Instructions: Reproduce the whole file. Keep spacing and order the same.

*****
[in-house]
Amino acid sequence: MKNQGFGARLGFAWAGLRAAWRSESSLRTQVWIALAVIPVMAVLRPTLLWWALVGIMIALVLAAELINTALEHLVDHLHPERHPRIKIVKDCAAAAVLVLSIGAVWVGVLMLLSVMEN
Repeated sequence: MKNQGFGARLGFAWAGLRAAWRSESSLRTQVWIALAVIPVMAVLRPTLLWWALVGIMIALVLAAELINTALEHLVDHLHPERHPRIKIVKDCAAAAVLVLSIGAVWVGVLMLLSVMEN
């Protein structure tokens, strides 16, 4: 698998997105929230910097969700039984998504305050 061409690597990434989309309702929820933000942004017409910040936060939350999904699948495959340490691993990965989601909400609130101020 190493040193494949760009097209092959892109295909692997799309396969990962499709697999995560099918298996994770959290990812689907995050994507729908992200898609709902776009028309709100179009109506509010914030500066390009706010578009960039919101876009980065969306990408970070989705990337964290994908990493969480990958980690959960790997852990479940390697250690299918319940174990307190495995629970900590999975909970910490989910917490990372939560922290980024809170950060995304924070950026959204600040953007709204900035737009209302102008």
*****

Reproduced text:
[in-house]
Amino acid sequence: MKNQGFGARLGFAWAGLRAAWRSESSLRTQVWIALAVIPVMAVLRPTLLWWALVGIMIALVLAAELINTALEHLVDHLHPERHPRIKIVKDCAAAAVLVLSIGAVWVGVLMLLSVMEN
Repeated sequence: MKNQGFGARLGFAWAGLRAAWRSESSLRTQVWIALAVIPVMAVLRPTLLWWALVGIMIALVLAAELINTALEHLVDHLHPERHPRIKIVKDCAAAAVLVLSIGAVWVGVLMLLSVMEN
């Protein structure tokens, strides 16, 4: 698998997105929230910097969700039984998504305050 061409690597990434989309309702929820933000942004017409910040936060939350999904699948495959340490691993990965989601909400609130101020 190493040193494949760009097209092959892109295909692997799309396969990962499709697999995560099918298996994770959290990812689907995050994507729908992200898609709902776009028309709100179009109506509010914030500066390009706010578009960039919101876009980065969306990408970070989705990337964290994908990493969480990958980690959960790997852990479940390697250690299918319940174990307190495995629970900590999975909970910490989910917490990372939560922290980024809170950060995304924070950026959204600040953007709204900035737009209302102008």